2015 National Photographic Portrait Prize

Late last year, I entered a photographic prize on a whim, with a day before it closed. Before that point, I hadn't entered many competitions, and this was a big one, considered the most prestigious of it's kind in Australia. So, when I received a phone call that I was a finalist, I was understandably chuffed, a bit surprised, and also reassured about the quality of my work. Out of 2500 entrants, my image was one of 44 finalists. I organised the printing before I left Sydney for the summer, and the framing happened while I was in Europe (side note, Graphic Art Mount, in Sydney, now comes with my highest recommendation). My framed print ended up on the walls of the National Portrait Gallery before I had seen the final product. Cut to last Friday, 20th March. I'd organised to fly back from London on the 18th, landing in Sydney on the morning of the 20th, via Delhi, flying on two of the most heavily baby-populated flights I had ever encountered. Seriously, multiple crying babies within 10 rows, for 24 hours. But I digress. Arriving in Sydney, with little sleep, I then got a lift down Canberra for the 5pm opening and announcement of the winner. I also stopped in Canberra Target to pick up a shirt, because jetlag brain left my shirt hanging on a door handle.

Long story short, I was joined by a couple of my closest family and friends, who relieved the gallery of a respectable proportion of it's donated drinks. I didn't take home the win, didn't really expect to. I consider being a finalist in the 'most prestigious photographic portrait prize in Australia' as a big win, considering portraiture is something I take great pride in. I certainly can't begrudge the woman who won, Hoda Afshar, because her image was pretty marvelous (And I would do many things for photographic access to Northern Iran).

This is probably the point where I should post my image. It looks beautiful framed, and will be hanging on the walls of the National Portrait Gallery until June 8, before the exhibition travels to rural centres. Check it out, if you have the chance.


Seljavallaug, Iceland

I left Australia again. Only for 6 weeks this time, and only to the UK, Iceland, and a brief visit to Prague. As I write this, I'm in Vik, Iceland. Rather than go into detail, I'll keep this brief... Saving my energy for late nights chasing the Aurora Borealis.

For now, here's the current highlight of the trip. Seljavallalaug pool, nestled at the foothills south of Eyjafjallajokull (That volcano that erupted in 2010). I nearly fell in a semi-frozen creek on the 20 minute walk to find it. It's still the tail-end of winter, and the roads are icy. Even for a geothermal pool, it's not the warmest at this time of year..

But look at the view. Mountains on one side, and a valley leading toward the ocean on the other. 25 metres of serene bliss, followed by a near-freezing towel off and redress.


Return to the Trails

It's time for a confession. Throughout my teen years, and all the way through university, I was in love with Mountain Biking. Spent all my money on it, had little time for other sports. I almost lived on 2 wheels, to the point where, living on campus, I would carry a bike down a flight of stairs, just to ride it 200m to a mates room. When I bought my first camera, during university, I had grand visions of photographing mountain biking and other extreme sports. I went up the hill a few times, but the desire to ride often overcame the desire to stop and take photos of my mates riding. I started shooting concerts, which I'm certainly not complaining about.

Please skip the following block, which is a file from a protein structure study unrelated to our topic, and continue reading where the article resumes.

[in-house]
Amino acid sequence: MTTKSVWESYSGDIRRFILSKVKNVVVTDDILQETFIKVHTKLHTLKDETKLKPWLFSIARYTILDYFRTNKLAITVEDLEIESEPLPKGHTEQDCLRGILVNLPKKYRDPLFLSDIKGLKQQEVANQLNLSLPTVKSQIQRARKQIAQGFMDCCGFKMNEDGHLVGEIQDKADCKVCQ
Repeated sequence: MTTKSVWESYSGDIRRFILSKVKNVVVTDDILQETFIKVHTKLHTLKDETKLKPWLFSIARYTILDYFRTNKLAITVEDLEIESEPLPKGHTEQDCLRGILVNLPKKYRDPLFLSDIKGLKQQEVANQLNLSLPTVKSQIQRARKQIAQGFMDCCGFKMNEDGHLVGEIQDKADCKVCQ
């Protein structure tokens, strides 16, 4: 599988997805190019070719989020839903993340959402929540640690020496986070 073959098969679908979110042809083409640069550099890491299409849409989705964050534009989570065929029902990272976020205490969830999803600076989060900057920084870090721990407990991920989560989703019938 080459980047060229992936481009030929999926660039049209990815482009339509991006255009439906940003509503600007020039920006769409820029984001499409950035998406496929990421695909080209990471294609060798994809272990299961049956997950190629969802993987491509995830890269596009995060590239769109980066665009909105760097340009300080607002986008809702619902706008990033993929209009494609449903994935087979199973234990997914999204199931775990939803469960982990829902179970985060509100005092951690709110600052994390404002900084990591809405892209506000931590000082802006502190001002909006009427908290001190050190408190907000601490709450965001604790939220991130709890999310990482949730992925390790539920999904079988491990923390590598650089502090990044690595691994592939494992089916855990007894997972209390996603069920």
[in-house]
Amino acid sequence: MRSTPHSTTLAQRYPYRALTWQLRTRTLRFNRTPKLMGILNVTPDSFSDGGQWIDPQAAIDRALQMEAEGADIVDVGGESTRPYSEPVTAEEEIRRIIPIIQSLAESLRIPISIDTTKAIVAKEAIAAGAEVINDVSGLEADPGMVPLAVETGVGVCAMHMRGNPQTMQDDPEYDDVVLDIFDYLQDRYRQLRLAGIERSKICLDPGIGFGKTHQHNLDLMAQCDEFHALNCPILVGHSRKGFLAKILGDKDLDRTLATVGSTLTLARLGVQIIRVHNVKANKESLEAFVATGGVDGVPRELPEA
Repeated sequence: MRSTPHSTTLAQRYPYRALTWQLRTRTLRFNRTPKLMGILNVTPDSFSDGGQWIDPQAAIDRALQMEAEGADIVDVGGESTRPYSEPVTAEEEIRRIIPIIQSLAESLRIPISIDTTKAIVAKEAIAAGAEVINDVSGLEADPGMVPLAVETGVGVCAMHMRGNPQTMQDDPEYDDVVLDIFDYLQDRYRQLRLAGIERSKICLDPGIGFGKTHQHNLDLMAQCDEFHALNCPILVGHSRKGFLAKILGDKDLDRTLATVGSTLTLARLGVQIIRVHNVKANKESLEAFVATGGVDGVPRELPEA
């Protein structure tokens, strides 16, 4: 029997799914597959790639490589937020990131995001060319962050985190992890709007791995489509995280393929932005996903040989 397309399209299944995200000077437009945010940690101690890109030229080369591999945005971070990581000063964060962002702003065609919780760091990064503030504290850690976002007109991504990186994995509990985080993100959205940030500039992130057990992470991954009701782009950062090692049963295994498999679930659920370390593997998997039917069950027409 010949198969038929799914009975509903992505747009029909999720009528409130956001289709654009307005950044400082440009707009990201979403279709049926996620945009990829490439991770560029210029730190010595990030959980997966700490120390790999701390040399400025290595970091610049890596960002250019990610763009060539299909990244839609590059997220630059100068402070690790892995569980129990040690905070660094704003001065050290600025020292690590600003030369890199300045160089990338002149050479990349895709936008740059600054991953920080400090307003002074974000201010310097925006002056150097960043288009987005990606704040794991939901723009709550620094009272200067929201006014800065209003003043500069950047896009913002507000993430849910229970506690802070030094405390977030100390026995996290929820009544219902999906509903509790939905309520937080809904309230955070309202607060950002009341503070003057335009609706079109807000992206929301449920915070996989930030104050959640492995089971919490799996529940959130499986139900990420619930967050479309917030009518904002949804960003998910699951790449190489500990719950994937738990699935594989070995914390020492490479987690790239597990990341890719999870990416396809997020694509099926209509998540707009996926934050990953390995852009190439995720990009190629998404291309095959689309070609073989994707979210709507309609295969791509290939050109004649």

Fast forward a few years, and I've shot concerts, portraits, events, travel, documentary, editorial, even some landscape. But I never shot mountain biking after the first year, which occasionally puzzled me.

Now that I've moved to Sydney, I also finally reconnected with some old friends that I rode with back in Wollongong (it's 90 minutes south). One of whom hand-builds his own custom frames, under his Ed Racing brand. His mention of an untested prototype, and the offer for me to borrow it, led to my grand reunion with downhill mountain biking one recent Sunday.

While I'm stoked that somehow I rode fast, hit big jumps, and didn't crash... I'm more stoked at catching up with 3 old mates, catching up on each of their big life events of the last few years, and actually stopping to take photos, like these.

Two Brothers Hunt

My younger brother's an avid hunter. It's one of his biggest passions, outside his family, and he's always finding excuses to get into the hills. He bought himself a new 4WD, this little noisy rock climbing shoebox. I had the ... pleasure (?) ... of picking it up for him and driving it down the highway from Sydney. Although an uncomfortable 7 hour ordeal, it did make for a more memorable drive down the Hume Highway than the many I made in the past. But that's not part of this story.

I was down in Albury a while back, with an idea for a potential photo project. Luckily, my brother was thirsty for a quick jaunt into the hills, and hell, so was I. The morning after I arrived, we woke at 4:00am, jumped into the noisy little Zook, and bounced up into one of his secret hunt spots. There's a photo of that morning buried in my instagram.

It was cold, the air was fresh, the sun hadn't quite come up, and I was feeling good about this first experimentation of my project idea.